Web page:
One of my pet peeves (and I have many) is when people say, “mindfulness doesn’t work for me.”
I always ask, “what did you expect it to do?”
They invariably say, “relax me,” “calm me down,” or “clear my mind.”
This is the basic misunderstanding: we don’t use mindfulness as a way to control our anxiety but rather as a way to create space between our awareness and our actions. The way we use it in ACT or MCBT (mindfulness-based cognitive behavior therapy) is to experience the moment as it is versus what our brain tells us it is.
In simple terms, when our brain tells us we’re in danger (kicking in excess anxiety), mindful awareness can help us assess whether that’s true or not.
I first learned about mindfulness and started my own practice in 2006. I attended a week-long training with Jon Kabat-Zinn, Ph.D. on mindfulness-based stress reduction. I’ve always liked the way Jon defines mindfulness:
“the awareness that arises from paying attention, on purpose, in the present moment and non-judgmentally.”
Let’s break that down into its 2 components: awareness of the present moment (what we experience with our 5 senses) and without judgement, evaluation, or interpretation.
Most people understand the first component but are less practiced in the latter one. Noticing without judging.
I get excited when my clients start their own practice and come back saying how shocked they are at how much they judge every moment. As you read this, notice what you see (words on a page), what you hear, what you smell, taste and how your body feels against the chair or floor.
Can you just notice without any evaluative component (e.g., “this is good,”, “this sucks,” “why can’t my dog stop barking,” “I suck at this; my mind is wandering”)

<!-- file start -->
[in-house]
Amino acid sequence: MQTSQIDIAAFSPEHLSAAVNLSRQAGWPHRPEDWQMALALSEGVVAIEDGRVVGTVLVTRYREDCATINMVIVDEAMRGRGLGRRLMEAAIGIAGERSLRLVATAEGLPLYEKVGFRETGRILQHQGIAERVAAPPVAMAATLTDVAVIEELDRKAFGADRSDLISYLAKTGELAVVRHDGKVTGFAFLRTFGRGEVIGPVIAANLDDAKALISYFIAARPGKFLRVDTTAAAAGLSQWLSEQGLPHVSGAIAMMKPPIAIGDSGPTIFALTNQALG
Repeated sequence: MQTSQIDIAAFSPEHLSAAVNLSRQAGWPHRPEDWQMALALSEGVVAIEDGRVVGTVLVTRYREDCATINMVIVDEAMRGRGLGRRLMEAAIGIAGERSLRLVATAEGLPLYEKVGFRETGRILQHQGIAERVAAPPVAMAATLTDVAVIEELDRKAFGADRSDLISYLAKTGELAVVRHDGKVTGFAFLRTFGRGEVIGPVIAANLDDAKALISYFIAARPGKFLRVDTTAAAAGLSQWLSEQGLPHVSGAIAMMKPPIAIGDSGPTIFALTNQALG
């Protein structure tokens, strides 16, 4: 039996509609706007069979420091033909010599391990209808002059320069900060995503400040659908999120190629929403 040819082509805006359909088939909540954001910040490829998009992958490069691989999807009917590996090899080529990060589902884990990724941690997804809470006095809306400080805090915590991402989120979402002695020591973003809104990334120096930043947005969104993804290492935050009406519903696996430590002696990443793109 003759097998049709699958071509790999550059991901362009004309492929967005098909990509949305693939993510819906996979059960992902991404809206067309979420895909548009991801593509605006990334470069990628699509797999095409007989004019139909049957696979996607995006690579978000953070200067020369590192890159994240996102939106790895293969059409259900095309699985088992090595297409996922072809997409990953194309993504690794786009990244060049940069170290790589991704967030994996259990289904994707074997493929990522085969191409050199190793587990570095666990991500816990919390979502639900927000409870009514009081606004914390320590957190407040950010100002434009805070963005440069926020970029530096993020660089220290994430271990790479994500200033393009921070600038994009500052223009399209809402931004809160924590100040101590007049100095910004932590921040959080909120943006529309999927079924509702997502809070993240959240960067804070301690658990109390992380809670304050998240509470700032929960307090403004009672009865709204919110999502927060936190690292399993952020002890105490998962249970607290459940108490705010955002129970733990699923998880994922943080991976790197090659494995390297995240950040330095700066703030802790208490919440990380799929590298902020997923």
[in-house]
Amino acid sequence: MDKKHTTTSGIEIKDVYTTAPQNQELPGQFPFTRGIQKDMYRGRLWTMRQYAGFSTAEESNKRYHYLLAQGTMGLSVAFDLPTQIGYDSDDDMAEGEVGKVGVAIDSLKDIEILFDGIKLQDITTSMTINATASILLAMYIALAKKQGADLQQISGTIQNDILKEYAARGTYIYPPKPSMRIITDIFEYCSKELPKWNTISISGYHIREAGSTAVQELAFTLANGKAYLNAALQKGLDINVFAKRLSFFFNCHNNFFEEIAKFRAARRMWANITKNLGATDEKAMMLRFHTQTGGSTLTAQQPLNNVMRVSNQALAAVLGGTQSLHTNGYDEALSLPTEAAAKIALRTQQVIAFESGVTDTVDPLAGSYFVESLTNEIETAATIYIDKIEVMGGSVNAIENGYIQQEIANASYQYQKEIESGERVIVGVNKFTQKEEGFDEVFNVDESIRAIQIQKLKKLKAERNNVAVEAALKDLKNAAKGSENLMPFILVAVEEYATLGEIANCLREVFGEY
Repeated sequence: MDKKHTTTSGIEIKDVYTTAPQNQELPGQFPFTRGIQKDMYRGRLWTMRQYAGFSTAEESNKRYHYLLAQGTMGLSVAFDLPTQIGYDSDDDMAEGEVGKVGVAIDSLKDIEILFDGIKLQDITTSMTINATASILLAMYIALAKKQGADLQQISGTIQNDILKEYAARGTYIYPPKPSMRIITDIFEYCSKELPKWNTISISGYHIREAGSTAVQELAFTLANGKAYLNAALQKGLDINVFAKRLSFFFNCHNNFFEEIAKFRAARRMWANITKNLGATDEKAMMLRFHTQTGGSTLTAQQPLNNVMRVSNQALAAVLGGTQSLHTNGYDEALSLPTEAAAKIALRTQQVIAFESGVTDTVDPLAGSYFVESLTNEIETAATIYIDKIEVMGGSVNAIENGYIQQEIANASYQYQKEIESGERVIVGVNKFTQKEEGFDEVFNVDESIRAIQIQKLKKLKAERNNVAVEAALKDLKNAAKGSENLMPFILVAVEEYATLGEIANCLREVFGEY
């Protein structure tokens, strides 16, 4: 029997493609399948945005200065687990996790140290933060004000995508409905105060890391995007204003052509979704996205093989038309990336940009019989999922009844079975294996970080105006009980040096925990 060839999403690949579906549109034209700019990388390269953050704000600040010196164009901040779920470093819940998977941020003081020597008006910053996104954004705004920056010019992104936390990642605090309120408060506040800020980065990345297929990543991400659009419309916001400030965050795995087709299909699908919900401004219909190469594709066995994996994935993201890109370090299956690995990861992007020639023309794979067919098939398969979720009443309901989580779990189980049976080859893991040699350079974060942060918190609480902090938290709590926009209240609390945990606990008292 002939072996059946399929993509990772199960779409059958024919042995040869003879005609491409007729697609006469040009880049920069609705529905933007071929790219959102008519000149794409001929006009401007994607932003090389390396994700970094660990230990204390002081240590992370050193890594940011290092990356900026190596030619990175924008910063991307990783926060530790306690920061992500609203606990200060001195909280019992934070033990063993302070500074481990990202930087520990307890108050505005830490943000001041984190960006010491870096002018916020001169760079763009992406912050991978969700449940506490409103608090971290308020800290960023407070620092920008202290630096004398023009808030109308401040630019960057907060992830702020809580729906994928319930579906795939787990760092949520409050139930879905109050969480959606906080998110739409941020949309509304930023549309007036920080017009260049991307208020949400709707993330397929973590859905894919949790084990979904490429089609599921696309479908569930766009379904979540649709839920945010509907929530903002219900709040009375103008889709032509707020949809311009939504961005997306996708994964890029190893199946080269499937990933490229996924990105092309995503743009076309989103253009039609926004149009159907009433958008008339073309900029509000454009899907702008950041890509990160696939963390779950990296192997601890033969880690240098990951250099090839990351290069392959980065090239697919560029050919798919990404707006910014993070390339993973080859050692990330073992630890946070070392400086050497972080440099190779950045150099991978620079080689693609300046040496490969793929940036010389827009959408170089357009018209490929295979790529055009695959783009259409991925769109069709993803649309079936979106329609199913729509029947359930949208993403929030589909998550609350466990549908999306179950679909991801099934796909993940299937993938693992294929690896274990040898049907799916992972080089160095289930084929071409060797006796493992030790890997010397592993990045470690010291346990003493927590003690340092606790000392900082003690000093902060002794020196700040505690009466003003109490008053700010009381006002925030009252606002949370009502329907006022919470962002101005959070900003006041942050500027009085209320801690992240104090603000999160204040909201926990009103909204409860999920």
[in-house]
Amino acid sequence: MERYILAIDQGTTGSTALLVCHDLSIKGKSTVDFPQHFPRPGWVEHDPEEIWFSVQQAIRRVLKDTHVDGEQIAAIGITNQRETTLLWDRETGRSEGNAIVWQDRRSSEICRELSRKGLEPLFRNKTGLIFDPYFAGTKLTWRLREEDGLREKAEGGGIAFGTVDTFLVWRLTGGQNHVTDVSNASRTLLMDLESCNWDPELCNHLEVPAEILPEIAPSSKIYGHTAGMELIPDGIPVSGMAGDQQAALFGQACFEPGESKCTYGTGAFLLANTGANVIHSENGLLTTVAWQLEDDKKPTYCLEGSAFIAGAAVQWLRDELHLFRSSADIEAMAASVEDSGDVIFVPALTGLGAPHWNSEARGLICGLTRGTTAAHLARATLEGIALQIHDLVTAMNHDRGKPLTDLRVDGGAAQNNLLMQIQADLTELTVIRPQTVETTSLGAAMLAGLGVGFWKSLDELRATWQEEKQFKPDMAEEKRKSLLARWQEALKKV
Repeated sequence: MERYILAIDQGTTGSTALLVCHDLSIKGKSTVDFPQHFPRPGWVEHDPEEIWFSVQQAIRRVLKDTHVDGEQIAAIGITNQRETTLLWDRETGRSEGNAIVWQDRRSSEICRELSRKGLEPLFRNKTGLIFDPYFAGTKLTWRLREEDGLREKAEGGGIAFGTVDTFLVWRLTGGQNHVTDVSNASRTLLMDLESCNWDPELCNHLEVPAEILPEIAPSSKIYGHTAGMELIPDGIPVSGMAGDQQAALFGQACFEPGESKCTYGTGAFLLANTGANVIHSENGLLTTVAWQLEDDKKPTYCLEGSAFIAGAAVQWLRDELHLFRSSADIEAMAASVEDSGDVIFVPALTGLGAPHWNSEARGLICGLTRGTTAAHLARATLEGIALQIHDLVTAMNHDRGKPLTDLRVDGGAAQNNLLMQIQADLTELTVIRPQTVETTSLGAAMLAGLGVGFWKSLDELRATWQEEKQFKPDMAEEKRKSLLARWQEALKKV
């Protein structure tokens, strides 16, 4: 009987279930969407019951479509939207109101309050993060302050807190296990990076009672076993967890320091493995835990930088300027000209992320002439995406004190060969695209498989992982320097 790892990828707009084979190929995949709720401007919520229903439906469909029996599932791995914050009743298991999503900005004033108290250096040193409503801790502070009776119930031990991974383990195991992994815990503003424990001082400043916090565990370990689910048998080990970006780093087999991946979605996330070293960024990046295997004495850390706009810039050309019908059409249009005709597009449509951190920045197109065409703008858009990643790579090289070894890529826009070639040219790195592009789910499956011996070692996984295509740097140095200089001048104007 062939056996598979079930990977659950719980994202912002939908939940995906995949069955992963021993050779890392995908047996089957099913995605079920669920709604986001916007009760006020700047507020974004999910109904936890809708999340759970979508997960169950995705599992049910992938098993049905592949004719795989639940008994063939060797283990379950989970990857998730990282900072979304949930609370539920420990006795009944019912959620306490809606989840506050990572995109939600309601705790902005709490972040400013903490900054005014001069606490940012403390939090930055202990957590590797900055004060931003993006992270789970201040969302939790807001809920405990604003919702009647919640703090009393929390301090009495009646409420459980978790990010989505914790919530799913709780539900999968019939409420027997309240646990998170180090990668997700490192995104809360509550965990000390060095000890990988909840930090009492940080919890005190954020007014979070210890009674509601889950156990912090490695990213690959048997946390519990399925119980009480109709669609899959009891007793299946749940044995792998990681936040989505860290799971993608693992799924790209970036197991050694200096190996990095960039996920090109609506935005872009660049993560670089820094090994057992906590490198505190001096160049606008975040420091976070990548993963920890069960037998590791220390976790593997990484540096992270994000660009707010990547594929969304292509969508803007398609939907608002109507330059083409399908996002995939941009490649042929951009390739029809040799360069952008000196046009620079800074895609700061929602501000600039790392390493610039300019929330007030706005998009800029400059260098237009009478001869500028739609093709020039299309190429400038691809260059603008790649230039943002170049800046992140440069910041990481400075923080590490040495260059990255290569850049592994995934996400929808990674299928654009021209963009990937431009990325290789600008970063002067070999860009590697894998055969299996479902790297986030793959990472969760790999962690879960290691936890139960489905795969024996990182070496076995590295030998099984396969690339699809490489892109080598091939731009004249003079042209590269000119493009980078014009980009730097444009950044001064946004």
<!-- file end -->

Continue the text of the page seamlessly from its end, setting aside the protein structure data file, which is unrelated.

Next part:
Since mindfulness is a perspective, we can practice it at any moment. My bias, however, is that it’s easier to practice when I meditate (though you don’t need a meditation practice to drop into present-moment awareness).
I know, I know, people bristle at the thought of “meditation,” but remember that it’s simply a discreet period of time to practice mindfulness.
Now that we know what it is, let’s discuss why mindfulness can help in anxiety treatment.
1. Helps teach us how to distinguish the “what is” from the “what if.”
This is very helpful when trying to shift how you respond. It’s so easy to get caught up in the web of what if’s when we’re anxious.
2. When we’re able to slow down and differentiate reality from the movie in our mind, we can remind ourselves that thoughts and feelings are temporary mental experiences. They’re not necessarily facts, predictions or signs of anything.
3. The faster we notice we’re down the rabbit hole, the quicker we can drop our resistance to our anxiety experience. The more we struggle against our experience, the stronger and more persistent it becomes. This struggle is what Sally Winston, Psy.D. and Marty Seif, Ph.D. call “paradoxical effort.” We think doing more makes our anxiety better when it really makes it worse. We want to do less, so the experience can pass.
4. Meditation is a great place to practice “urge surfing,” or riding out an urge to act impulsively. For example, when I sit down to practice, I notice I’m more aware of itches. Instead of scratching the itch, I practice letting it be there. I move my awareness away from the sensation. I experience the natural peak and pass of the urge. This has helped me allow and accept bigger urges without giving in like when I’m really anxious and want reassurance.
5. We learn how to focus on one thing at a time, an antidote to our multitasking culture. Having this awareness takes practice. We’re training our brain to go where we want it to go. This can be very helpful when we’re working to stop ruminating and worrying, both behaviors under our control.
Consistency and practice are key. Creating new neural pathways takes intentional effort and lots and lots of practice.